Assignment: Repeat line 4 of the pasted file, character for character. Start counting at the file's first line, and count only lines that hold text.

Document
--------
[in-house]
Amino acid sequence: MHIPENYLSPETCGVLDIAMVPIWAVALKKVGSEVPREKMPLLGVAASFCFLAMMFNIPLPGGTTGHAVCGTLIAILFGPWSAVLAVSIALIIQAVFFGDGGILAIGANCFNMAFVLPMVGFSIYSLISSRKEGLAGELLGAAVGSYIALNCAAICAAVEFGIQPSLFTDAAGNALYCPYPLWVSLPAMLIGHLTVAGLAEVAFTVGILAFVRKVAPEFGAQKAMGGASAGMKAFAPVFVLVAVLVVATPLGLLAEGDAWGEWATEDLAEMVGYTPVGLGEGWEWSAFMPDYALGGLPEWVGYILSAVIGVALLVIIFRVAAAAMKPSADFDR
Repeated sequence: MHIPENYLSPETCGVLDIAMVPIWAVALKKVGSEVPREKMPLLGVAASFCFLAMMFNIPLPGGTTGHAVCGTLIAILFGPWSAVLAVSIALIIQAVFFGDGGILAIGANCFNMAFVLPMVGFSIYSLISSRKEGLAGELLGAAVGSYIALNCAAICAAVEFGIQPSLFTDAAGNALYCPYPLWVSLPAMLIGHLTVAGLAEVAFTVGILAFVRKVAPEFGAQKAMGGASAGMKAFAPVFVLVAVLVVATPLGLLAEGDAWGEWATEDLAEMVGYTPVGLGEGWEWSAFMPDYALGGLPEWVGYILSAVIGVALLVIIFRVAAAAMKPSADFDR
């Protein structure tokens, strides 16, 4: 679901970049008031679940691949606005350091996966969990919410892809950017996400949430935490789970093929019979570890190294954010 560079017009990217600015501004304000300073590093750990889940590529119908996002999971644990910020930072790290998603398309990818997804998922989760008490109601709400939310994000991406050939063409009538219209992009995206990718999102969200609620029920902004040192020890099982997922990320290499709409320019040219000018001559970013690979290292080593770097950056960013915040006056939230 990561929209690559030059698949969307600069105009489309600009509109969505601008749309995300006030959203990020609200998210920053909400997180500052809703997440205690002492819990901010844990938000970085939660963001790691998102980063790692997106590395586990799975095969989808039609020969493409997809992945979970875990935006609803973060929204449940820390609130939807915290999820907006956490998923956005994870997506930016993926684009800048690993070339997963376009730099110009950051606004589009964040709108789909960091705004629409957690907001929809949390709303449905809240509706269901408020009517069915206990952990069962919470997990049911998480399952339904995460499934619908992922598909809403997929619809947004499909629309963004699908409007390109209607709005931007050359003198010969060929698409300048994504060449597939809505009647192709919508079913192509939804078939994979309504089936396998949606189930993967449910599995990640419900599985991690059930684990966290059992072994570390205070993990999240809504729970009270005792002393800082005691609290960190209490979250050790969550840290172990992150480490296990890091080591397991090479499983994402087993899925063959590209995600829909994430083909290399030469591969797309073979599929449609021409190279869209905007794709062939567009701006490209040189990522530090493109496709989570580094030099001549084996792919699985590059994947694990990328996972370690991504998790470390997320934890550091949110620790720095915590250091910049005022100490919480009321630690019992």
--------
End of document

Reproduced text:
């Protein structure tokens, strides 16, 4: 679901970049008031679940691949606005350091996966969990919410892809950017996400949430935490789970093929019979570890190294954010 560079017009990217600015501004304000300073590093750990889940590529119908996002999971644990910020930072790290998603398309990818997804998922989760008490109601709400939310994000991406050939063409009538219209992009995206990718999102969200609620029920902004040192020890099982997922990320290499709409320019040219000018001559970013690979290292080593770097950056960013915040006056939230 990561929209690559030059698949969307600069105009489309600009509109969505601008749309995300006030959203990020609200998210920053909400997180500052809703997440205690002492819990901010844990938000970085939660963001790691998102980063790692997106590395586990799975095969989808039609020969493409997809992945979970875990935006609803973060929204449940820390609130939807915290999820907006956490998923956005994870997506930016993926684009800048690993070339997963376009730099110009950051606004589009964040709108789909960091705004629409957690907001929809949390709303449905809240509706269901408020009517069915206990952990069962919470997990049911998480399952339904995460499934619908992922598909809403997929619809947004499909629309963004699908409007390109209607709005931007050359003198010969060929698409300048994504060449597939809505009647192709919508079913192509939804078939994979309504089936396998949606189930993967449910599995990640419900599985991690059930684990966290059992072994570390205070993990999240809504729970009270005792002393800082005691609290960190209490979250050790969550840290172990992150480490296990890091080591397991090479499983994402087993899925063959590209995600829909994430083909290399030469591969797309073979599929449609021409190279869209905007794709062939567009701006490209040189990522530090493109496709989570580094030099001549084996792919699985590059994947694990990328996972370690991504998790470390997320934890550091949110620790720095915590250091910049005022100490919480009321630690019992």